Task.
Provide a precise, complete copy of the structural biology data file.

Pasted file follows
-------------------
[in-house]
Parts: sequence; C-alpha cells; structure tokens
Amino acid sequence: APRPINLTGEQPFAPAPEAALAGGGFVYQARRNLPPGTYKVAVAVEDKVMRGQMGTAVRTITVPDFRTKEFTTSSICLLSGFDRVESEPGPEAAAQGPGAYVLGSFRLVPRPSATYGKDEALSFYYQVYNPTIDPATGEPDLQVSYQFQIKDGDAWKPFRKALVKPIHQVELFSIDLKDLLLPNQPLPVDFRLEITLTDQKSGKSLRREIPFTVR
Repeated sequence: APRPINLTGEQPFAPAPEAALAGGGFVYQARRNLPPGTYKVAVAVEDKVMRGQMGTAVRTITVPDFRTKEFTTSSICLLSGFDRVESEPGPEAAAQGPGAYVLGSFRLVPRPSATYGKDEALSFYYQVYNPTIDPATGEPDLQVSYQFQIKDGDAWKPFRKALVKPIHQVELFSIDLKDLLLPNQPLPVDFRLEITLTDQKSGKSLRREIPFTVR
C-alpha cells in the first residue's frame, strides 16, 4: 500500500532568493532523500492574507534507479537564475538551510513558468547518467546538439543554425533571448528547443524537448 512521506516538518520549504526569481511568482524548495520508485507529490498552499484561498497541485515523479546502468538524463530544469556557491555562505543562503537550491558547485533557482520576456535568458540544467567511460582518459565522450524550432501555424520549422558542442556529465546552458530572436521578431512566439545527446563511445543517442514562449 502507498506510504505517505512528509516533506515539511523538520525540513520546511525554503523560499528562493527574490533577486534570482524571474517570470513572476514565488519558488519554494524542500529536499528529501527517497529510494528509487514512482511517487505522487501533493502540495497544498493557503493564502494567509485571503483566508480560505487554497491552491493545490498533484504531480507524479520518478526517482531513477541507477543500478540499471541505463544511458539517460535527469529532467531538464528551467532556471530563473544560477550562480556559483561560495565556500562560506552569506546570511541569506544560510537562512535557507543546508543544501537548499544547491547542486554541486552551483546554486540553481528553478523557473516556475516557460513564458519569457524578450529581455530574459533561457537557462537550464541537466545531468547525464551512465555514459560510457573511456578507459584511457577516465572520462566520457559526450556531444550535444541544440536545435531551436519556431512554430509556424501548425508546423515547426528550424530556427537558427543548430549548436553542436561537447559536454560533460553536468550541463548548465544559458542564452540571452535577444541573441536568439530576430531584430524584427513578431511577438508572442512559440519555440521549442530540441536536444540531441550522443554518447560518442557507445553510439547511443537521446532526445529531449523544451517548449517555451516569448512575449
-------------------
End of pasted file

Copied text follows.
[in-house]
Parts: sequence; C-alpha cells; structure tokens
Amino acid sequence: APRPINLTGEQPFAPAPEAALAGGGFVYQARRNLPPGTYKVAVAVEDKVMRGQMGTAVRTITVPDFRTKEFTTSSICLLSGFDRVESEPGPEAAAQGPGAYVLGSFRLVPRPSATYGKDEALSFYYQVYNPTIDPATGEPDLQVSYQFQIKDGDAWKPFRKALVKPIHQVELFSIDLKDLLLPNQPLPVDFRLEITLTDQKSGKSLRREIPFTVR
Repeated sequence: APRPINLTGEQPFAPAPEAALAGGGFVYQARRNLPPGTYKVAVAVEDKVMRGQMGTAVRTITVPDFRTKEFTTSSICLLSGFDRVESEPGPEAAAQGPGAYVLGSFRLVPRPSATYGKDEALSFYYQVYNPTIDPATGEPDLQVSYQFQIKDGDAWKPFRKALVKPIHQVELFSIDLKDLLLPNQPLPVDFRLEITLTDQKSGKSLRREIPFTVR
C-alpha cells in the first residue's frame, strides 16, 4: 500500500532568493532523500492574507534507479537564475538551510513558468547518467546538439543554425533571448528547443524537448 512521506516538518520549504526569481511568482524548495520508485507529490498552499484561498497541485515523479546502468538524463530544469556557491555562505543562503537550491558547485533557482520576456535568458540544467567511460582518459565522450524550432501555424520549422558542442556529465546552458530572436521578431512566439545527446563511445543517442514562449 502507498506510504505517505512528509516533506515539511523538520525540513520546511525554503523560499528562493527574490533577486534570482524571474517570470513572476514565488519558488519554494524542500529536499528529501527517497529510494528509487514512482511517487505522487501533493502540495497544498493557503493564502494567509485571503483566508480560505487554497491552491493545490498533484504531480507524479520518478526517482531513477541507477543500478540499471541505463544511458539517460535527469529532467531538464528551467532556471530563473544560477550562480556559483561560495565556500562560506552569506546570511541569506544560510537562512535557507543546508543544501537548499544547491547542486554541486552551483546554486540553481528553478523557473516556475516557460513564458519569457524578450529581455530574459533561457537557462537550464541537466545531468547525464551512465555514459560510457573511456578507459584511457577516465572520462566520457559526450556531444550535444541544440536545435531551436519556431512554430509556424501548425508546423515547426528550424530556427537558427543548430549548436553542436561537447559536454560533460553536468550541463548548465544559458542564452540571452535577444541573441536568439530576430531584430524584427513578431511577438508572442512559440519555440521549442530540441536536444540531441550522443554518447560518442557507445553510439547511443537521446532526445529531449523544451517548449517555451516569448512575449